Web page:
Clinical Nurse Specialists: Leaders in Improving Patient Outcomes

By Deborah Klein, MSN, APRN, ACNS-BC, CCRN, FAHA, FAAN Aug 18, 2021

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Each year, the first week of September is recognized as Clinical Nurse Specialist (CNS) Week

Each year, the first week of September is recognized as Clinical Nurse Specialist (CNS) Week, and what better time to recognize the CNS’s unique contributions to healthcare.

As one of the four advanced practice registered nurse (APRN) roles — the others are certified registered nurse anesthetist, certified nurse midwife and certified nurse practitioner — the CNS leads and collaborates with other members of the interprofessional team to enhance care delivery and improve outcomes for patients and families. A recent article in Critical Care Medicine describes how CNSs contribute to the interprofessional team:

  • Provide clinical expertise and education
  • Coordinate the development and implementation of a plan of care
  • Implement evidence-based practices
  • Lead quality initiatives
  • Conduct research
  • Promote effective communication

To better understand and appreciate this vital APRN role — especially if you are considering a CNS career path — let’s take a look at CNS role requirements, scope of practice, core competencies and overall impact.

CNS Role Requirements

Practicing as a CNS involves formal education, licensure and board certification requirements.

The “Consensus Model for APRN Regulation: Licensure, Accreditation, Certification & Education” defines APRN practice and describes a model of regulation to ensure patient safety by aligning APRN roles. The Consensus Model specifies that:

  • CNS practice requires education at the graduate (Master of Science) or postgraduate level (Doctor of Nursing Practice) from an accredited nursing program, where CNS candidates develop core competencies in care delivery from wellness through acute care.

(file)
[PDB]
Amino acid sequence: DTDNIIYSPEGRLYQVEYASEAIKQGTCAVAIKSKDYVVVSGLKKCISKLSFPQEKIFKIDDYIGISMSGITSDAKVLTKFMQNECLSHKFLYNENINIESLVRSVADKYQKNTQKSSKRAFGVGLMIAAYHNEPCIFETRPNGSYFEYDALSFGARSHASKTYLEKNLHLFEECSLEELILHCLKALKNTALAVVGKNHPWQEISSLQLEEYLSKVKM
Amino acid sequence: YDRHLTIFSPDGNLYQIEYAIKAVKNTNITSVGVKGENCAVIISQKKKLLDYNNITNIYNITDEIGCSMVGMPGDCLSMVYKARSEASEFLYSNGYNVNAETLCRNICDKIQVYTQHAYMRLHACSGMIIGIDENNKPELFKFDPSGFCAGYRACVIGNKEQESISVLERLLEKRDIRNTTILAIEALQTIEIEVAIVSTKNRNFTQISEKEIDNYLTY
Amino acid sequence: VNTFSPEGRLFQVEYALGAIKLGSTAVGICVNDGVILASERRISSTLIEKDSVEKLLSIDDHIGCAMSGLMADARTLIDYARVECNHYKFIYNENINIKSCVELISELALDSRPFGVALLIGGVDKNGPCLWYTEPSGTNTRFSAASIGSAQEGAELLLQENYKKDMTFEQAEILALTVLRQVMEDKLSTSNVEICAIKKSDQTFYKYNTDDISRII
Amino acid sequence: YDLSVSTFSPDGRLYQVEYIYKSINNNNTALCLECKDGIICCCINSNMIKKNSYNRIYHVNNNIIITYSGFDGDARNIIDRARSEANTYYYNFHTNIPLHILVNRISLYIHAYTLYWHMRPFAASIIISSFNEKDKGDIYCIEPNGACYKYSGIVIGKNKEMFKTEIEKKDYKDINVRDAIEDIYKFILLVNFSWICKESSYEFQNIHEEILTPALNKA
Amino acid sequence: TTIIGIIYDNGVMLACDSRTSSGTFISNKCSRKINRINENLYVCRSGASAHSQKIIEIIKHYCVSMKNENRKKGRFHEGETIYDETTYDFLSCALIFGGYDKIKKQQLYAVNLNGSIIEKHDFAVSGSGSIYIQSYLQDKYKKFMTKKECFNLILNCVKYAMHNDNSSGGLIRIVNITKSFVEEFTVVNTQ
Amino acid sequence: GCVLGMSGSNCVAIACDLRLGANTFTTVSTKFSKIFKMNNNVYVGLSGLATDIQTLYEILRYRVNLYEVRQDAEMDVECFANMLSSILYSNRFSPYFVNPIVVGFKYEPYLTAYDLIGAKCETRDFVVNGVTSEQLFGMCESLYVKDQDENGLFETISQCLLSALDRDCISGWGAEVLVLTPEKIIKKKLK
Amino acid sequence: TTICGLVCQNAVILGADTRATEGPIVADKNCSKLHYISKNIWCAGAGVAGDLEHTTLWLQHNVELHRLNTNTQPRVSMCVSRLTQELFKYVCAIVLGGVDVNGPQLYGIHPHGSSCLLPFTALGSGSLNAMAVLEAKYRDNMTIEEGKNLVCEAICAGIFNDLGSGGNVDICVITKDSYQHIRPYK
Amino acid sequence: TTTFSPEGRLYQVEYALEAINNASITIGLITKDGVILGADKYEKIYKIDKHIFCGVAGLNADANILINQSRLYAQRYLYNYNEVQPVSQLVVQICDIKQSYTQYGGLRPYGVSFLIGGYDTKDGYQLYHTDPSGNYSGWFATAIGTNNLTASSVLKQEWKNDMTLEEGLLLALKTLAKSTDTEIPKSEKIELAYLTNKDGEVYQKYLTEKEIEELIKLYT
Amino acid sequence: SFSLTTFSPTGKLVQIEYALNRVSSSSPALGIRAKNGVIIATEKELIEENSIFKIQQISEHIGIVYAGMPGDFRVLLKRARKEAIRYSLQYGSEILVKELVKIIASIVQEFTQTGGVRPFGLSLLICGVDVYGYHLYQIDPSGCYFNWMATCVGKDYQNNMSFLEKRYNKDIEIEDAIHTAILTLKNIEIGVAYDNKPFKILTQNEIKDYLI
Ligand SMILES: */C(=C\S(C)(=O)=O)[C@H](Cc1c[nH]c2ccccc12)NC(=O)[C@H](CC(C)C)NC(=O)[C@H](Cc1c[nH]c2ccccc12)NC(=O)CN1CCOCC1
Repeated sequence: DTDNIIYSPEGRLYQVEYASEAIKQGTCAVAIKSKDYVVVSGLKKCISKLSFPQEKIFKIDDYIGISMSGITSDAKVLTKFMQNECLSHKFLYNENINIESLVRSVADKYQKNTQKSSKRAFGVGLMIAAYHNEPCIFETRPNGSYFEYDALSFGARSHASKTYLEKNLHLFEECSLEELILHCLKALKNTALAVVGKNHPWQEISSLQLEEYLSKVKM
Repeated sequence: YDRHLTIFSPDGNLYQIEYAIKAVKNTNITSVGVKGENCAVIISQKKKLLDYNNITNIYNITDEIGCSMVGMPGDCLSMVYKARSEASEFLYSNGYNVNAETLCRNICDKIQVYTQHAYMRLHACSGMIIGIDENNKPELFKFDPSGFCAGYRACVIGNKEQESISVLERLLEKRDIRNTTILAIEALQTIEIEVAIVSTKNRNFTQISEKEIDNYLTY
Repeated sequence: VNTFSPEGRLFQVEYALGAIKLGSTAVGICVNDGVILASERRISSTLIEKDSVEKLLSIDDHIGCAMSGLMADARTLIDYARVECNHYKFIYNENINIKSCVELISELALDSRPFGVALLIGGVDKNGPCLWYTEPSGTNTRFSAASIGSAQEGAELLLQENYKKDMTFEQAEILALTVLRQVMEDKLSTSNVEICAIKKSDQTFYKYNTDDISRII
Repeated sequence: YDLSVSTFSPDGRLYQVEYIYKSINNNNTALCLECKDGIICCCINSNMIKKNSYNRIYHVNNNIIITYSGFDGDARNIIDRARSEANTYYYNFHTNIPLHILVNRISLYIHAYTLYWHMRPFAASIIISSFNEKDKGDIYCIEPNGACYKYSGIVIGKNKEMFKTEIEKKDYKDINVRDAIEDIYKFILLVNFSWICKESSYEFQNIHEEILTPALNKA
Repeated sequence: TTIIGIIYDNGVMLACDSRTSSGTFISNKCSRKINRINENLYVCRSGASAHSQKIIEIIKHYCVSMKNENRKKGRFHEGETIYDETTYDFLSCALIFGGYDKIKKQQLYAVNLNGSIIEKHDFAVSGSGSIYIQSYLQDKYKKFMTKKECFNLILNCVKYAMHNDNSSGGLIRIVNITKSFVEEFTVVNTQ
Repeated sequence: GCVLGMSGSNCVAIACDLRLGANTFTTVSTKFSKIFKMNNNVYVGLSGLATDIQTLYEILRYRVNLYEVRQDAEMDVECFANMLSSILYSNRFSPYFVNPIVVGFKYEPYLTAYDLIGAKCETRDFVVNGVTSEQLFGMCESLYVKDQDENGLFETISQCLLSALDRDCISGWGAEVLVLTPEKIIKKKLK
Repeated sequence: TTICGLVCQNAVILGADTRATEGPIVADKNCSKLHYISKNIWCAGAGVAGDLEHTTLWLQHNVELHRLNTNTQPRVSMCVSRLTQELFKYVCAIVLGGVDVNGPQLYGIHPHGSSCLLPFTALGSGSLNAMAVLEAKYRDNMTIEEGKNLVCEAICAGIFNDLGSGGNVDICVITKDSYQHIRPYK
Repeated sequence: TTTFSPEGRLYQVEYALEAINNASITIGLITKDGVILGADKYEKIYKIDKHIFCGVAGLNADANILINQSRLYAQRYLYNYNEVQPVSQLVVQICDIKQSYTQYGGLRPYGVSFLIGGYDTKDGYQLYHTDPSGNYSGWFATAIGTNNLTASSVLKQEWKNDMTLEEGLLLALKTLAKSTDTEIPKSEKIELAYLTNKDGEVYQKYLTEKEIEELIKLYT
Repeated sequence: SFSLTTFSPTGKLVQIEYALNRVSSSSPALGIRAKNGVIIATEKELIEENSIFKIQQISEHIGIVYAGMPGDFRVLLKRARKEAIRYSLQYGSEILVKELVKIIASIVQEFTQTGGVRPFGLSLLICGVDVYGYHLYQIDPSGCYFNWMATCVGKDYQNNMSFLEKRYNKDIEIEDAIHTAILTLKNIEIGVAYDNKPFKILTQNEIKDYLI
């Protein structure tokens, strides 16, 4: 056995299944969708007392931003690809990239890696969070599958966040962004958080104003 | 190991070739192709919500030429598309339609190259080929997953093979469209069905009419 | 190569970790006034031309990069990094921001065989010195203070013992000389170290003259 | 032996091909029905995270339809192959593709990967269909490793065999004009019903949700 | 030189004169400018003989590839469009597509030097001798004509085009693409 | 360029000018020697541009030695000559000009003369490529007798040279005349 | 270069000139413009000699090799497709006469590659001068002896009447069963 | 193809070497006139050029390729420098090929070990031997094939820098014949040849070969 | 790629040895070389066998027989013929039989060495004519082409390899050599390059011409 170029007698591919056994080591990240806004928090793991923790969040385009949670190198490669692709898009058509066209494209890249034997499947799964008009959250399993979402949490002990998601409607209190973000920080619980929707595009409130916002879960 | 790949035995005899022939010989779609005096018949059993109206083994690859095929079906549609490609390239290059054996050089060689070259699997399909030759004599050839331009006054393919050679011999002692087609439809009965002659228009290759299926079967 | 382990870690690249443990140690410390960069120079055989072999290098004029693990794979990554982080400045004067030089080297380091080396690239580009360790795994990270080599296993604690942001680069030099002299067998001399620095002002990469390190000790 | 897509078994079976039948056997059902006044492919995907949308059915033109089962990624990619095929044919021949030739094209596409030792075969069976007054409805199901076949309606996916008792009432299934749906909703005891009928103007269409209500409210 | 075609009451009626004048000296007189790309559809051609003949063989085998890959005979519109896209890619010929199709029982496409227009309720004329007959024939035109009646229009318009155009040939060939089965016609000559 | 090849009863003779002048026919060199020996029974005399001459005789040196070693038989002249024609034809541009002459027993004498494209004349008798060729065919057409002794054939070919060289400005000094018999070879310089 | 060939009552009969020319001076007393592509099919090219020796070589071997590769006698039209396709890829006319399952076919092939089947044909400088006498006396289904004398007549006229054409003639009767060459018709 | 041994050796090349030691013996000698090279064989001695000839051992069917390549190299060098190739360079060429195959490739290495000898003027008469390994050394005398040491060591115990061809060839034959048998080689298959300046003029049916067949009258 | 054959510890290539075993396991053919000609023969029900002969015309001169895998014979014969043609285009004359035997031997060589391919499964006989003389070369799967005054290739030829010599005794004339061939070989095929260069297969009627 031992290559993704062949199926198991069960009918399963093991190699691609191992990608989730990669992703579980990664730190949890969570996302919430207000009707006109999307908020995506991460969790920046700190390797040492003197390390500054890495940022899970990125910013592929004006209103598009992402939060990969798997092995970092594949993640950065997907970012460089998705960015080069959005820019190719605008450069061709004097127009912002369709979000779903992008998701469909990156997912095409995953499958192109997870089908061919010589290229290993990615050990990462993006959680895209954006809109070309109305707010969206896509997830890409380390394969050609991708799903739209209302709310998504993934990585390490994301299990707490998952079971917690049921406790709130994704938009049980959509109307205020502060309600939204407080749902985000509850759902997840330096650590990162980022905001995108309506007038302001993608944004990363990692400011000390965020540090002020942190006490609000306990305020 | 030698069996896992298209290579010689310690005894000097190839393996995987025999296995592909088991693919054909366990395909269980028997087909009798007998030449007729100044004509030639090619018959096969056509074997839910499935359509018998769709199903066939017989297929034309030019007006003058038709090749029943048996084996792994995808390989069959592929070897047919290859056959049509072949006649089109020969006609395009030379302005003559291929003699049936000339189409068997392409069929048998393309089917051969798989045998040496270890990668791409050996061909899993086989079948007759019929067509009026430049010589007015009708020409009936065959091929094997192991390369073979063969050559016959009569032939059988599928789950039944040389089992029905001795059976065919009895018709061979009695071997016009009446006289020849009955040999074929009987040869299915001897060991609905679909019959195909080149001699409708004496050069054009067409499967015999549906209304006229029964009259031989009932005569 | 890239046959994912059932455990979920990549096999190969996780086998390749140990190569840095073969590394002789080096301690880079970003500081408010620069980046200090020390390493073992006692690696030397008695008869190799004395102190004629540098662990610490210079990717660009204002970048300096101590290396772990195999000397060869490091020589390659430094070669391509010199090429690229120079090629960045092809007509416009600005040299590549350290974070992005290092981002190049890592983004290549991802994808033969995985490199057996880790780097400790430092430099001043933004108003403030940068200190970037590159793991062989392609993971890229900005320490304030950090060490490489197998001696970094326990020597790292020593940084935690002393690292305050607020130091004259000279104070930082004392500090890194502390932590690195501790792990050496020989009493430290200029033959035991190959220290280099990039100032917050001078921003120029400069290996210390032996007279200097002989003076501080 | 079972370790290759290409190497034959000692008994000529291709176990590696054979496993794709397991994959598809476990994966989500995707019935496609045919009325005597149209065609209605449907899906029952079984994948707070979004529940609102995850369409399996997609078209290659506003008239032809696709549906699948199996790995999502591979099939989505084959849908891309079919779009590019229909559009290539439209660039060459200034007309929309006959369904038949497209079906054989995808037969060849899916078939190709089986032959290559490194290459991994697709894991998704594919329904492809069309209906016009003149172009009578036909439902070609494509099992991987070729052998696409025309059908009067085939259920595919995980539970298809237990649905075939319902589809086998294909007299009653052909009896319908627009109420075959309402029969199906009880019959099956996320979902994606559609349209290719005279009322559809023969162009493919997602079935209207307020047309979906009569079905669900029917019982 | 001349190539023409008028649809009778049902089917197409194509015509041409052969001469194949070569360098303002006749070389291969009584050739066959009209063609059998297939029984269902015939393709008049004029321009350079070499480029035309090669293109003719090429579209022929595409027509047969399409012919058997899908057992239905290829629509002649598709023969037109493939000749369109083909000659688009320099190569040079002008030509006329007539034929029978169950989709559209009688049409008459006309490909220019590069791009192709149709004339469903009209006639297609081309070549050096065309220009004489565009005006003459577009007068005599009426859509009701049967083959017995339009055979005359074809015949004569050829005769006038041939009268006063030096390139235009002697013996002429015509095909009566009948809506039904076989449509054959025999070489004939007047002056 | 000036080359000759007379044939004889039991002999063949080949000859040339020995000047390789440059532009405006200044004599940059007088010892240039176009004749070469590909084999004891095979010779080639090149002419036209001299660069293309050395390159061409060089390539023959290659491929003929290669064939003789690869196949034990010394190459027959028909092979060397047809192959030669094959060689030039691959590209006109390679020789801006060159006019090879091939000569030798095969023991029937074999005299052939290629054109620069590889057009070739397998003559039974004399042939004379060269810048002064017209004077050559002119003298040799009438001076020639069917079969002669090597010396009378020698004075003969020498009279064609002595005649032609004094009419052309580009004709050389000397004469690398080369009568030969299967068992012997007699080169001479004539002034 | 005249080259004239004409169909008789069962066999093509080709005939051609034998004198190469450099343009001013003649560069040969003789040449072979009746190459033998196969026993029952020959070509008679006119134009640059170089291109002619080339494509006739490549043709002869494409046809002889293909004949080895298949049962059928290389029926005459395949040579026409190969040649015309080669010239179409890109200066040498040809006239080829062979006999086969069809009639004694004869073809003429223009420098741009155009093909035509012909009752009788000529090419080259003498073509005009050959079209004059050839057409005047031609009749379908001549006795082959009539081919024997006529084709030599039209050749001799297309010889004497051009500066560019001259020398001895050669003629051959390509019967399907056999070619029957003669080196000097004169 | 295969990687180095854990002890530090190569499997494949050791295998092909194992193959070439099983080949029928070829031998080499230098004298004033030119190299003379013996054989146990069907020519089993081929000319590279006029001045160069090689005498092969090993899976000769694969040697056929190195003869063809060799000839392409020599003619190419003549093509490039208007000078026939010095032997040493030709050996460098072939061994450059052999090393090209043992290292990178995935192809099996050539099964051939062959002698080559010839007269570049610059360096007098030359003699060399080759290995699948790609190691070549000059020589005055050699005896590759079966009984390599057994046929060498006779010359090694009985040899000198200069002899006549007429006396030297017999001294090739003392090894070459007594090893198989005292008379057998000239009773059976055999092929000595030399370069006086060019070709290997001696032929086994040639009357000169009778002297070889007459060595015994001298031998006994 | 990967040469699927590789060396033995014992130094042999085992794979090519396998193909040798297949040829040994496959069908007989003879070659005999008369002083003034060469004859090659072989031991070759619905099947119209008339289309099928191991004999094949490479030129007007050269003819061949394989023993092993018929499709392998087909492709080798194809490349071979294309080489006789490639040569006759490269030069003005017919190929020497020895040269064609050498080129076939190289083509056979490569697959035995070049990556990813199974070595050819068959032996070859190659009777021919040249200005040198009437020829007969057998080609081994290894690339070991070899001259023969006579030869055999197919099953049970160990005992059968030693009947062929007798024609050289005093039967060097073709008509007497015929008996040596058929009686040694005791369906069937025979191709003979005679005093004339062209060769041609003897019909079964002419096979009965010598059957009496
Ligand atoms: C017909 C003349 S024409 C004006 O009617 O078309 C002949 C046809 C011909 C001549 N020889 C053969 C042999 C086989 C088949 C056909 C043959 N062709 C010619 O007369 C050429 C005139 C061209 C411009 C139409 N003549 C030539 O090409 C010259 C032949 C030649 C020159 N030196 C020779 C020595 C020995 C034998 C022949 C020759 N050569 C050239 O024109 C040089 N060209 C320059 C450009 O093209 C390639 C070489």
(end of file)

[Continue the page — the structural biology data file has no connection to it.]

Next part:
• Like all other APRNs, the CNS serves as a direct care provider and therefore the role requires a clinical practicum of a minimum of 500 hours.
  • CNSs must be certified through a nationally accredited professional certification organization before they can practice.
  • State licensing boards governed by each state’s regulations and statutes determine practice components within a given state.

These extensive requirements support CNSs in preparing for the demanding, multifaceted responsibilities of their role.

Sometimes, I am asked how the CNS role differs from that of a nurse practitioner (NP). An NP focuses primarily on the medical management and procedural aspects of care. The CNS uses advanced knowledge, clinical inquiry, innovation, change management and critical thinking to improve nursing practice and teamwork in order to positively impact clinical management of the patient.

CNS Scope of Practice and Core Competencies

Clinical knowledge and expertise in a specialty area, such as critical care, trauma or pediatrics, form the foundation of CNS practice. The CNS integrates patient care across a continuum from wellness to acute care through three spheres of impact: patient/family, nurse/nursing practice and organization/system.

Key elements of CNS practice include creating environments and teams through mentoring, and also empowering nurses and others to implement evidence-based practices to alleviate distress, facilitate ethical decision-making, promote effective communication and lead quality initiatives.

In its Statement on Clinical Nurse Specialist Practice and Education, the National Association of Clinical Nurse Specialists (NACNS) outlines CNS core competencies that describe essential skills and behaviors used to achieve desired outcomes within the three spheres of impact. Examples of these CNS core competencies within critical care CNS practice include:

Patient/Family Sphere

  • CNS core competency: Implement evidence-based nursing interventions and national guidelines into practice
    • Examples: Integrating accepted guidelines such as Surviving Sepsis Campaign, AACN Healthy Work Environment Standards and end-of-life care into unit practice
  • CNS core competency: Consult with patients with complex needs
    • Examples: Implementing prone positioning protocol, addressing hospital-acquired conditions (HACs)